- Get Help. If anxiety is a big problem for you, seek therapy.
- Learn about anxiety. Learn as much about anxiety as you can. Also, learn about your own anxiety, how if affects you, your triggers, symptoms, etc.
- Increase Self-Awareness. Work on becoming more self-aware. The more you know about yourself, your thoughts, feelings, likes, dislikes, strengths, weaknesses, and so on, the better.
- Journal. Journaling is a great way to explore, express, and understand your thoughts and feelings, to become more self-aware, and to make positive changes. Keep a journal, or a few journals focused on different purposes (such as, a worry journal, a positivity journal, a gratitude journal, a general journal, and so on).
- Develop Problem-Solving Skills.
- Develop Coping Skills.
- Be Proactive.
- Others: be positive; practice gratitude; do something you enjoy; do something kind for someone else; continue to work on anxiety management.
In addition to being aware of and understanding your anxiety, and once you recognize what’s causing or triggering your anxiety, work to minimize, resolve, reduce, manage, and lesson it. Is what’s causing your anxiety or worry a problem that can be solved? If so, brainstorm some ways you can solve it. Is what’s causing your anxiety something you cannot solve, something out of your control? If so, come up with ways you can cope with it.
Sometimes our anxiety and worries come from problems that can be solved. When analyzing your anxiety/worry causes and triggers, determine if they are problems that you can solve (either on your own or with some help), and come up with a plan to solve them. The problem might have a simple solution or it might involve some or several steps. In any case, devise a plan, set goals, and work toward them. It may take a long time to solve, but just knowing that you’re taking action is a great step in the right direction.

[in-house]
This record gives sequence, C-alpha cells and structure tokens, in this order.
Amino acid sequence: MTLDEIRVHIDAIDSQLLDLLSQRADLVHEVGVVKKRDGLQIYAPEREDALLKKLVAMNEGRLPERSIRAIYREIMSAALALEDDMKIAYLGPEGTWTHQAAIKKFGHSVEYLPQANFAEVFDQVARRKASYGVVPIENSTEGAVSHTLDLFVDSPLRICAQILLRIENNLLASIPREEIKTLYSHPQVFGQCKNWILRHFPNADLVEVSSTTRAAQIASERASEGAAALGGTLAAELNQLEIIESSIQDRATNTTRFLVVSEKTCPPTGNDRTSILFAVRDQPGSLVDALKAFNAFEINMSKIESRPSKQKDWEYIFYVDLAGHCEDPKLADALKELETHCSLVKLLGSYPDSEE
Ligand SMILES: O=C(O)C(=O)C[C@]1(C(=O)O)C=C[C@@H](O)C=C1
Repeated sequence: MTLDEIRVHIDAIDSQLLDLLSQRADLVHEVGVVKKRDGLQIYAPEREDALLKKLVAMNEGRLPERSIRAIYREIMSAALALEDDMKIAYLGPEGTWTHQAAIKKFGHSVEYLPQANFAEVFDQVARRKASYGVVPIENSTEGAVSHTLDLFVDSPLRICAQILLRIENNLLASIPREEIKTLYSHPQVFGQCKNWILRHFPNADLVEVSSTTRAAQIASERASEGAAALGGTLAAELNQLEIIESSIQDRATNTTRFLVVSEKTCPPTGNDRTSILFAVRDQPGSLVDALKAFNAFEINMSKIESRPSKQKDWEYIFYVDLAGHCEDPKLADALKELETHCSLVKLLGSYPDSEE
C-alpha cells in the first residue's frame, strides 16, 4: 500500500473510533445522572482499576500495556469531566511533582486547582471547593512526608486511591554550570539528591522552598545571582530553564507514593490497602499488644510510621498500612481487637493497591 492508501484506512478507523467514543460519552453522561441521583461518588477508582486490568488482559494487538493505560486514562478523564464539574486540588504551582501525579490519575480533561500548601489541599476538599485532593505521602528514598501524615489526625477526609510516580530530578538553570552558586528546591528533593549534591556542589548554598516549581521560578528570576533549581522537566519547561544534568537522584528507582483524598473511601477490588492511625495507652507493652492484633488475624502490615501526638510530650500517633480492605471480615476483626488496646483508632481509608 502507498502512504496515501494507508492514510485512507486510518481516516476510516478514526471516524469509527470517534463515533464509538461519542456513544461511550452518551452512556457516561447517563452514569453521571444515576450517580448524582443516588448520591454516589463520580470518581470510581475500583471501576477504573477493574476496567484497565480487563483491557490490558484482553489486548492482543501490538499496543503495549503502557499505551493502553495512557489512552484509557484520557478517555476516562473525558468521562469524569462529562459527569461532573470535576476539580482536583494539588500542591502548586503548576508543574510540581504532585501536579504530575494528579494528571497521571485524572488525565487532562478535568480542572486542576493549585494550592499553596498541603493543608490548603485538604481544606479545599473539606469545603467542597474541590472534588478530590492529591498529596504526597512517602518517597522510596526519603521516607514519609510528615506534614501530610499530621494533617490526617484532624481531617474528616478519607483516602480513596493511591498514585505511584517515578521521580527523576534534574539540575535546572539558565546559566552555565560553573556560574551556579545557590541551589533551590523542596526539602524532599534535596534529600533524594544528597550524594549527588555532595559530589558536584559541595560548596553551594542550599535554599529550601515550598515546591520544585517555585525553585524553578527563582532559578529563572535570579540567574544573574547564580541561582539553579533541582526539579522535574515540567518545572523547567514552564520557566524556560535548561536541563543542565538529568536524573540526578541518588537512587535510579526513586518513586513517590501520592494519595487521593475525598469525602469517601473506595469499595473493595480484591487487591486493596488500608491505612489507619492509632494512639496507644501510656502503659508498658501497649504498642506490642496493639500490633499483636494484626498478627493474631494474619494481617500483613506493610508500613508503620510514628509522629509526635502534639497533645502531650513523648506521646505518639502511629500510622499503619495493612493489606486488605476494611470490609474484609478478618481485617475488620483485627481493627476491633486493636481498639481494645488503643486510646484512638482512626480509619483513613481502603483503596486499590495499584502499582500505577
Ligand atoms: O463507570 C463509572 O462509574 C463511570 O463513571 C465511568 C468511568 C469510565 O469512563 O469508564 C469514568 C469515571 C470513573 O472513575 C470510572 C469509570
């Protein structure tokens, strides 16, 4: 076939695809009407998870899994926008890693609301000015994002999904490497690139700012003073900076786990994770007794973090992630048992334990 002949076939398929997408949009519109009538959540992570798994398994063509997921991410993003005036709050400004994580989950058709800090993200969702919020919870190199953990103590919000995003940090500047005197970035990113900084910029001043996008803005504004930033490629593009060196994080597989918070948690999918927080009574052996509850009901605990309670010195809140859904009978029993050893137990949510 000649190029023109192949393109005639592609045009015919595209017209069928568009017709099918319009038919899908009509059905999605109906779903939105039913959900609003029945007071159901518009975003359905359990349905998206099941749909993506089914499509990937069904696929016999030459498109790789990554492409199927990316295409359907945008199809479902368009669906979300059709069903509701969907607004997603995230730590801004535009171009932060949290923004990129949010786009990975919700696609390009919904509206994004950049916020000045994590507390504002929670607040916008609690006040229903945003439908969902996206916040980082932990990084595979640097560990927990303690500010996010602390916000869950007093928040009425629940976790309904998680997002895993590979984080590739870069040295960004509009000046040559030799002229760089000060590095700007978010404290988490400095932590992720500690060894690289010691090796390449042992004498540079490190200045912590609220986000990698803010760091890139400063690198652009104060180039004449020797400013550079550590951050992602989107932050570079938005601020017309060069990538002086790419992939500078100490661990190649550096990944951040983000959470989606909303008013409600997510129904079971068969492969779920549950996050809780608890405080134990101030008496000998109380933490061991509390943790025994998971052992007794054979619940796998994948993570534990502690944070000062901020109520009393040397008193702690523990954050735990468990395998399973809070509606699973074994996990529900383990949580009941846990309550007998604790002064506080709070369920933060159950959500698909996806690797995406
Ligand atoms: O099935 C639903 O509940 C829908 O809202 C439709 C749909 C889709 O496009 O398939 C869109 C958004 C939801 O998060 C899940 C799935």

Sometimes, anxiety and worry come from things we can’t solve or change (at least not at that moment). They might be things not in our control. In these cases, using good coping skills or strategies is very effective. What does cope mean? To deal with something. Change your reaction or response to it. On the following page, you will find several suggestions for coping skills/strategies.
Keep a worry journal. Give yourself 10 minutes to “dump” all your worries and problems into the journal. When the 10 minutes is up, switch your focus to being proactive. Brainstorm ways you can solve and/or cope with each problem. See the worry journal page in this packet.
The Anxiety and Worry Workbook is a helpful resource to help kids deal with anxiety and worries.
This workbook, journal, planner is intended to help kids, teens, and young adults recognize, learn about, understand, and manage anxiety and worries. It includes information, tips and suggestions, worksheets, and strategies that can be used at home, school, or in therapeutic settings. It can be used on its own by anyone who has worries or anxiety, and also makes a useful tool or supplement for therapy, counseling, and mental health treatments and programs.
Order the Anxiety and Worry Workbook here.
Get a free Anxiety Coping Strategies Tip Sheet here!